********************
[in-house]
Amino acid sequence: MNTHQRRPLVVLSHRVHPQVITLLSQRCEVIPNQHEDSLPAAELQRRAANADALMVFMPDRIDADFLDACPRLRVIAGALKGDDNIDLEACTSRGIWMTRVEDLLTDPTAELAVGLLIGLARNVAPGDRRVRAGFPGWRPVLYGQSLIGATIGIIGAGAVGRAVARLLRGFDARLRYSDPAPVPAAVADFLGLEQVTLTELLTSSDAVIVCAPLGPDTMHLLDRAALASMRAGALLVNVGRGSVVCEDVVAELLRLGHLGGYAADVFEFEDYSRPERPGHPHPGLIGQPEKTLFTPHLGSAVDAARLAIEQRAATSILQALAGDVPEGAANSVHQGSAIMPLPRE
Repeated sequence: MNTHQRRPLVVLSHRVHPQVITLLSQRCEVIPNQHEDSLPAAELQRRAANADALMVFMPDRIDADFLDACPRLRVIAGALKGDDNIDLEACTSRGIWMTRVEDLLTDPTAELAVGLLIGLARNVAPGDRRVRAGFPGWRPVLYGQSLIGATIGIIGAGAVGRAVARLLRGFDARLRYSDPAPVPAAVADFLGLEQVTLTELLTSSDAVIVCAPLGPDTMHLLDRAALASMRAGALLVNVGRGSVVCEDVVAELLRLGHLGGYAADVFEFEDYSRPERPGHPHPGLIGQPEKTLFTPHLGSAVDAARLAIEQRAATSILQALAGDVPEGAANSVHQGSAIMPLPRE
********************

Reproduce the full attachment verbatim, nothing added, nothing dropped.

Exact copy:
[in-house]
Amino acid sequence: MNTHQRRPLVVLSHRVHPQVITLLSQRCEVIPNQHEDSLPAAELQRRAANADALMVFMPDRIDADFLDACPRLRVIAGALKGDDNIDLEACTSRGIWMTRVEDLLTDPTAELAVGLLIGLARNVAPGDRRVRAGFPGWRPVLYGQSLIGATIGIIGAGAVGRAVARLLRGFDARLRYSDPAPVPAAVADFLGLEQVTLTELLTSSDAVIVCAPLGPDTMHLLDRAALASMRAGALLVNVGRGSVVCEDVVAELLRLGHLGGYAADVFEFEDYSRPERPGHPHPGLIGQPEKTLFTPHLGSAVDAARLAIEQRAATSILQALAGDVPEGAANSVHQGSAIMPLPRE
Repeated sequence: MNTHQRRPLVVLSHRVHPQVITLLSQRCEVIPNQHEDSLPAAELQRRAANADALMVFMPDRIDADFLDACPRLRVIAGALKGDDNIDLEACTSRGIWMTRVEDLLTDPTAELAVGLLIGLARNVAPGDRRVRAGFPGWRPVLYGQSLIGATIGIIGAGAVGRAVARLLRGFDARLRYSDPAPVPAAVADFLGLEQVTLTELLTSSDAVIVCAPLGPDTMHLLDRAALASMRAGALLVNVGRGSVVCEDVVAELLRLGHLGGYAADVFEFEDYSRPERPGHPHPGLIGQPEKTLFTPHLGSAVDAARLAIEQRAATSILQALAGDVPEGAANSVHQGSAIMPLPRE